Go Back   Physics Help Forum > High School and Pre-University Physics Help > Kinematics and Dynamics

Kinematics and Dynamics Kinematics and Dynamics Physics Help Forum

Reply
 
LinkBack Thread Tools Display Modes
Old Feb 14th 2016, 06:05 PM   #1
Member
 
timemachine2's Avatar
 
Join Date: Jan 2016
Posts: 45
Talking Think about this deeply, could any object become invisible/translucent if the eV of e

of silicon, sodium, and calcium do not excite electrons to higher shell levels, and there is no absorption, and emission in glass.
Then in SOLID Carbon, and hydrogen, and helium, which are elements in the human body.
If X-rays excited electrons in these elements to higher shell levels, shell 1, 2, and 3.
There must be higher shell levels/energy levels that do not excite red light.
If X-rays, and red light mixed together, or the red light was sent to electrons in millisecond bursts after the X-rays hit , I believe electrons would transmission the electrons, and you could make a object invisible.
Red light has the least amount of energy.
It has to work because there are more protons, neutrons, and electrons in silicon, sodium, and calcium, than carbon, hydrogen, and helium.
IT HAS TO WORK.
Think deeply about it fo a mind experiment on it.
Thank, you for your help, anything helps, even a few words.

Last edited by timemachine2; Feb 14th 2016 at 06:30 PM. Reason: more info
timemachine2 is offline   Reply With Quote
Old Feb 16th 2016, 10:54 AM   #2
Physics Team
 
ChipB's Avatar
 
Join Date: Jun 2010
Location: Morristown, NJ USA
Posts: 2,352
Originally Posted by timemachine2
IT HAS TO WORK
Apparently not. What you are suggesting is that when a person undergoes an X-ray at the doctor's office he should become transparent to visible light. Yet last time I had an X-ray taken by my dentist I did not become invisible.

I think the main reason why it doesn't work is two-fold:

1. Molecules are much more complex in terms of energy states available for electrons than individual atoms. So while most of the body's mass is made up of hydrogen, carbon and oxygen, the actual molecules such as water, hemoglobin, DNA, etc have many more possible energy states than would the constituent atoms on their own. Thus complex molecules in general are more likely to absorb photons and are hence less transparent than simple atoms.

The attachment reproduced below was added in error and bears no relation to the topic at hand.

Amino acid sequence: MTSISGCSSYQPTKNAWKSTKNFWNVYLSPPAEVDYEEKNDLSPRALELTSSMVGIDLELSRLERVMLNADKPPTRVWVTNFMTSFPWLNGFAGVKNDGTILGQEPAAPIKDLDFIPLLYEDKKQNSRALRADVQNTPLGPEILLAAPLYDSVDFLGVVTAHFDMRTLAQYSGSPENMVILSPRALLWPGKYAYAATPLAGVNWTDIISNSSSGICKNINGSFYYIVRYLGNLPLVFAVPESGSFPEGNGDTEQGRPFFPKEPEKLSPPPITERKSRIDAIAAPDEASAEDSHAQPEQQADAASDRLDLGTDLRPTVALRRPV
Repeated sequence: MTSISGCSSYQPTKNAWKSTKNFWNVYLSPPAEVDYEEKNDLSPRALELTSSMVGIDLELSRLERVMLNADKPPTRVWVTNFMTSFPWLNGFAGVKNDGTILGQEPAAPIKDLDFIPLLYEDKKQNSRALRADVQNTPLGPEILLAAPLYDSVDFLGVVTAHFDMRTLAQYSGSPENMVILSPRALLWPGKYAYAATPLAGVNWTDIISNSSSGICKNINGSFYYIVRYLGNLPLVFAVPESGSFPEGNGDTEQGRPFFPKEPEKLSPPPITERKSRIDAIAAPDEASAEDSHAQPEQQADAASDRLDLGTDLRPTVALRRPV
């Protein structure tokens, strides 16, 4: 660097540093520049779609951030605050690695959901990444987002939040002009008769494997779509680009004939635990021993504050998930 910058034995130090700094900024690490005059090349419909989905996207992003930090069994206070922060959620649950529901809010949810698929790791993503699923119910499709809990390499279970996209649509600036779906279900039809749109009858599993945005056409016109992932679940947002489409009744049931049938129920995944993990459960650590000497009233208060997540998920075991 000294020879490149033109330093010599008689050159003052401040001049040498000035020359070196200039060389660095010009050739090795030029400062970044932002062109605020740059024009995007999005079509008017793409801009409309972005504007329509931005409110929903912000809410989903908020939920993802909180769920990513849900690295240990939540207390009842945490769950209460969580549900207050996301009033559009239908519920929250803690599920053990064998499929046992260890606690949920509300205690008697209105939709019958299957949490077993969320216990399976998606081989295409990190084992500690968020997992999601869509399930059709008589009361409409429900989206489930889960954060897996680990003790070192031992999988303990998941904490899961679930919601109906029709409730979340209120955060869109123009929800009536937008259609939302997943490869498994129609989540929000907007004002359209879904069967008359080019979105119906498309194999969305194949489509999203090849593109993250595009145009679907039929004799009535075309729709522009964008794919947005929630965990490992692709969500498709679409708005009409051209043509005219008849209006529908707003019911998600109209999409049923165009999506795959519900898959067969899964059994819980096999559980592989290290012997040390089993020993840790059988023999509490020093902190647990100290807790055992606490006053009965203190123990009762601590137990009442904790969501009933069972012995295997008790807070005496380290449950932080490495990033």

2. It turns out that the higher electron energy levels of an atom or molecule are spaced closer together than is the spacing from from ground state to the first energy level. So the act of exciting the atoms and molecules with X-rays would in fact cause the material to become more likely to be able to absorb photons of varying energy levels, not less likely. The result would be that a material being exposed to x-rays would generally be even more opaque than if not exposed to x-rays.

Last edited by ChipB; Feb 16th 2016 at 12:58 PM.
ChipB is offline   Reply With Quote
Old Feb 16th 2016, 03:29 PM   #3
Member
 
timemachine2's Avatar
 
Join Date: Jan 2016
Posts: 45
Talking Dear chip B, thank you so much for your answers, not many reply to my questions.

In my mind I think because glass is made from silicon, sodium, and calcium, and these elements have more protons, neutrons, and electrons, than SOLID carbon, hydrogen, and helium.
Then if light does not excite the electrons in glass which is made from silicon, sodium, and calcium, then by exciting electrons in carbon to a higher energy shells , like 1, 2, 3, , or more there may be a shell level where the electron is in, that does not absorb certain wavelengths of light in eV.
Let's say the electron wants to jump from the first energy level, n = 1, to the second energy level n = 2. The second energy level has higher energy than the first, so to move from n = 1 to n = 2, the electron needs to gain energy.
It needs to gain (-3.4) - (-13.6) = 10.2 eV of energy to make it up to the second energy level.
So if you hit electrons in solid carbon with certain frequencies of light, while the electron is in certain shell levels briefly, there could be transmission, of the electron, not absorption.
To fully test this theory, I need to know the energy levels of the electrons in eV, of SOLID silicon, sodium, and calcium.
Then find the eV of electrons in shells 1, 2, and 3, in solid carbon.
Than I can get a idea of what eV in electrons in SOLID carbon does not excite certain wavelengths of light, especially red light which has the weakest energy.





Originally Posted by ChipB View Post
Apparently not. What you are suggesting is that when a person undergoes an X-ray at the doctor's office he should become transparent to visible light. Yet last time I had an X-ray taken by my dentist I did not become invisible.

I think the main reason why it doesn't work is two-fold: